Over a career that spans almost two decades with Dead Can Dance, award-winning movie soundtracks and a series of acclaimed solo and collaborative albums, Lisa Gerrard has established herself as one of the world's most ground-breaking and in-demand artists. The documentary film SANCTUARY: LISA GERRARD is due out on DVD via Milan Entertainment on April 24 and will have its North American Premiere at this year's Seattle International Film Festival.
SANCTUARY: LISA GERRARD, directed and produced by Clive Collier, illustrates the essence of Lisa's music, her singing as strong spiritual expression, and her connection with nature. The documentary film talks about the different components of Lisa's career: her beginnings with the formation of the Dead Can Dance group with Brendan Perry in the 80's, her film and solo careers, the reformation of Dead Can Dance for a world tour in 2005, and aspects of her family life which support and influence her work.
Lisa's career is a musical journey that began in the early 1980s when she and fellow Australian Brendan Perry formed Dead Can Dance, one of the world's most extraordinary bands whose boast is that they never fit into any neatly manufactured genre or lazy pigeonhole. With Lisa's otherworldly voice counterpoised by Brendan's mellifluous tones, from the outset they thought nothing of setting discordant electric guitars and dark, rolling bass lines against cellos, trombones and timpani.
Throughout the DVD's 90 minute running time SANCTUARY: LISA GERRARD follows the much sought-after composer of soundtracks to point out that, in many ways, working in films has been a logical progression. Much of the work of Dead Can Dance had a cinematic quality that led to the group's music being used in the cult movie "Baraka," TV commercials and even a car chase scene in "Miami Vice." Among the films she has scored or contributed to are "The Insider" and "Ali" for which she received Golden Globe nominations and "Gladiator," for which she received a Golden Globe Award and an Academy Award nomination.
With unique access to a reclusive artist, SANCTUARY: LISA GERRARD contains music performances, photographs and behind-the-scenes footage never seen or heard before. Brendan Perry, Patrick Cassidy, Russell Crowe and many more colleagues, friends and family offer valuable insights throughout the film.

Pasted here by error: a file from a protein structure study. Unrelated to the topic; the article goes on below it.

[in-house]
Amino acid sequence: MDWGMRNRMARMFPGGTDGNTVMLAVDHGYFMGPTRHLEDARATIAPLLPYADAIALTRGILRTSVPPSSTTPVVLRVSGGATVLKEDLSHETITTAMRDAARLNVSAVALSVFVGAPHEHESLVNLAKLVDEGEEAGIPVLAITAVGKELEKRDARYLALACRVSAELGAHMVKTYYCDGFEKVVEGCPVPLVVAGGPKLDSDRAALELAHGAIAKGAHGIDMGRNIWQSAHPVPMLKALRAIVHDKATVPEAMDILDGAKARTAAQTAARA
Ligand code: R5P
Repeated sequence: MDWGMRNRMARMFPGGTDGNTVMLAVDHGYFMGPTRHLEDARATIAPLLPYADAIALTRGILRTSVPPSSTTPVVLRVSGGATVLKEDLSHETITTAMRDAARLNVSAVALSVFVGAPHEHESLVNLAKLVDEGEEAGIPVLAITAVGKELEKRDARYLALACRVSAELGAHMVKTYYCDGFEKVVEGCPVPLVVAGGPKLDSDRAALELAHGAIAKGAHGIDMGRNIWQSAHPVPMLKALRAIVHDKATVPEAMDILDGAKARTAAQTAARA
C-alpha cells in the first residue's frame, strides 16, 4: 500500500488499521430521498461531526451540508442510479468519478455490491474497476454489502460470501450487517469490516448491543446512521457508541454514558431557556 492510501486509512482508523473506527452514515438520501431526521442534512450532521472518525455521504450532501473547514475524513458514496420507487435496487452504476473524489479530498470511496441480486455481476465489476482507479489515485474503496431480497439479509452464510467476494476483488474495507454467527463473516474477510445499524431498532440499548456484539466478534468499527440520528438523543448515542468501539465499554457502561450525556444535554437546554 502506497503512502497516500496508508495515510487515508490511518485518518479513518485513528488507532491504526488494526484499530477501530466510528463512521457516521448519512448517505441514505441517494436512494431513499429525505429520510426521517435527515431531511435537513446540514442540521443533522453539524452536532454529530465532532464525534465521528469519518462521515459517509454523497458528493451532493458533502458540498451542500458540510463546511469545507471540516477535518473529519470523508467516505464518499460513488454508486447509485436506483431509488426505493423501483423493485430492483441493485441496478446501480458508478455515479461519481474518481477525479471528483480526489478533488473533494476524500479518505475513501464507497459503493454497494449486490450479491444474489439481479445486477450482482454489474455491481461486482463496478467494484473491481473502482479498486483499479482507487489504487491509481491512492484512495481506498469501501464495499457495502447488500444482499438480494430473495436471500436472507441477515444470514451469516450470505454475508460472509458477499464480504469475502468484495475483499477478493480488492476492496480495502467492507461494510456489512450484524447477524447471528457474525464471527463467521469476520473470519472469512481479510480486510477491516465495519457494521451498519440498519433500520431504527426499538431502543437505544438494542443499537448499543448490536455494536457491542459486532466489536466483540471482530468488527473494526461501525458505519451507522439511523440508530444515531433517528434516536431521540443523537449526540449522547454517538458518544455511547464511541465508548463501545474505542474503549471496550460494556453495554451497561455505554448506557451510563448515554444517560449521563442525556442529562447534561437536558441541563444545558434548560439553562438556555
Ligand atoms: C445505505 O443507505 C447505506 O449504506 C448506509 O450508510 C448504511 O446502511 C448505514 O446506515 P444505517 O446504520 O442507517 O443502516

Wednesday, May 02, 2007

CD REVIEW - All'Ultimo Sangue + News from Costa Communcations

All'Ultimo Sangue
Music by Nico Fidenco
GDM 4102
36 Tracks 64:03 mins

The first of three splendid new releases in their Hillside Series, of music by Nico Fidenco for Italian movies of the '60s is for the western All'Ultimo Sangue, which starred Craig Hill and dates from 1968.
Presentation of the score could not be better as, not only are we treated to the original album tracks in very good mono sound, but also six alternate tracks, again in mono, all of these presumably specially recorded for album release, plus the film score proper in stereo.
As was the case at the time, themes were often rearranged and extended for a better listening experience on record, and so often when you hear one against the other, the album tracks win out, and that is the case here, with the mono tracks being largely more enjoyable than the stereo cues. Mind you, these tracks don't get off to the best of starts, with the opening "La Miniera" not being the most attractive, a menacing piece, with propulsive electric guitar. This is followed by "Attento Cliv," which is a genteel, flute-lead theme, and sounds totally out of place in a western. Track three reprises the menacing music, but thankfully things look up from there, with "Cordero" being a catchy Mexican dance.
The score's main theme is very memorable and gets its first and best workout in the next track "Chaleco," where it is played leisurely, with recorder, choir (I Cantori Moderni di Alessandroni) and trumpet. The following "Chaleco Marcetta" reprises the theme in a whistled marching version, and then "Chaleco Triste" presents the theme in pastoral mode with flute, guitar, recorder, and vocals taking turns with the melody. The final album version of the theme is "Chaleco Galoppata," which as the title suggests, is a fine, if all too brief, galloping rendition.